Mon Dec 4th through Sat the 9th, 2017 at Long Beach Convention Center
The paper addresses an interesting issue and the proposed approach has merit.
However, the analysis is based on a number of strong conditions that significantly limit the class of LDS that are considered.
One of the assumptions is that the A matrix is symmetric and strictly psd for which the authors provide some justification.
A stronger assumption is that the input is bounded entrywise, which is much harder to justify.
Finally, stability of an LDS is usually defined through the spectral radius norm. On the other hand, in this paper the authors work with the operator norm that is significantly more restrictive.
There is no discussion of the 2nd and 3rd assumption and which LDS systems fail to cover.
Linear dynamical systems are a mainstay of control theory. Unlike the empirical morass of work that underlies much of machine learning work, e.g. deep learning, where there is little theory, and an attempt to produce general solutions of unknown reliability and quality, control theorists wisely have chosen an alternative course of action, where they focused on a simple but highly effective linear model of dynamics, which can be analyzed extremely deeply. This led to the breakthrough work many decades ago of Kalman filters, without which the moon landing would have been impossible.
This paper explores the problem of online learning (in the regret model) of dynamical systems, and improves upon previous work in this setting that was restricted to the single input single output (SISO) case [HMR 16]. Unlike that paper, the present work shows that regret bounded learning of an LDS is possible without making assumptions on the spectral structure (polynomially bounded eigengap), and signal source limitations.
The key new idea is a convex relation of the original non-convex problem, which as the paper shows, is "the central driver" of their approach. The basic algorithm is a variant of the original projected gradient method of Zinkevich from 2003, The method is viewed as a online wave filtered regression method (Algorithm 1), where pieces of the dynamical system are learned over time and stitched together into an overall model. The paper shows that optimization over linear maps is appropriate convex relaxation of the original objective function,.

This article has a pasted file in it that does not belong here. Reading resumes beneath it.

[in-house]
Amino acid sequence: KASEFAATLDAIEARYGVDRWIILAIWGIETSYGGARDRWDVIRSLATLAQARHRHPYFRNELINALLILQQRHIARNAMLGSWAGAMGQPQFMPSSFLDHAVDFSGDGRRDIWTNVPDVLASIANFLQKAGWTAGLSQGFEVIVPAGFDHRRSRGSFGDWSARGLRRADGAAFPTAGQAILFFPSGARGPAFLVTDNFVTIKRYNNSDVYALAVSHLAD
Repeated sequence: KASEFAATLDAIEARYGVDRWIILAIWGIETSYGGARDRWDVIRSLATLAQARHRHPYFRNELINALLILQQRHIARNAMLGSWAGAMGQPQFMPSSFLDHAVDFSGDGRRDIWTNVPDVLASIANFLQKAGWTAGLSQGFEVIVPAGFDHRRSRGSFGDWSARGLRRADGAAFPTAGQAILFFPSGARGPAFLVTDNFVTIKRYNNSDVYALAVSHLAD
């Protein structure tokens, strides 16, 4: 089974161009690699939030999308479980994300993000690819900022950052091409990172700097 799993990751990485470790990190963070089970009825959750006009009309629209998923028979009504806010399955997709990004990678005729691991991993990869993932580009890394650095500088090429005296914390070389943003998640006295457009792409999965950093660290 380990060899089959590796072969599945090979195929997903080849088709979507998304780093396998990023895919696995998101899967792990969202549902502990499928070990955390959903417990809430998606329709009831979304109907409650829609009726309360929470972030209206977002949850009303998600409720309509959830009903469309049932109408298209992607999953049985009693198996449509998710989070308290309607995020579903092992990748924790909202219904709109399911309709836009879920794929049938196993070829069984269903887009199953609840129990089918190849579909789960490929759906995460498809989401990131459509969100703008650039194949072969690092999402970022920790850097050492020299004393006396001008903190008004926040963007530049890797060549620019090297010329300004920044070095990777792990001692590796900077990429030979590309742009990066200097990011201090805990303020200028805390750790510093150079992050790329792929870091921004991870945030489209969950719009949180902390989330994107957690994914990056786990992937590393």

The paper is well written and has an extensive theoretical analysis. It represents a solid step forward in the learning of dynamical systems models, and should spur further work on more difficult cases. The convex relaxation trick might be useful in other settings as well.
1. Predictive state representations (PSRs) are widely used in reinforcement learning to model learning from partially observed states. Does your work have any bearing on the learnability of PSRs, a longstanding challenge in the field.
2. There is quite a bit of work on kernelizing Kalman filters in various ways to obtain nonlinear dynamical systems. Does your approach extend to any of these extended models?
The approach is largely based on the simple projected gradient descent approach, but one wonders whether proximal gradient tricks that are so successful elsewhere (e.g, ADAGRAD, mirror prox etc.) would also be helpful here. In other words, can one exploit the geometry of the space to accelerate convergence?
An interesting and very strong paper. The results and proofs are extremely relevant to the NIPS audience. The paper is clearly written and provides a method for improving bounds in online learning of LDS in an efficient manner, as stated. The example applications show significant practical improvement over EM.
- Comparisons to other sys-id methods would be welcome (e.g. least squares, GLS, etc.)
- More information in the main paper on the nature of adversarial noise that can be tolerated would be helpful. An example would be ideal. This is presumably linked to performance on the nonlinear system considered.
- LIne 207 is missing words.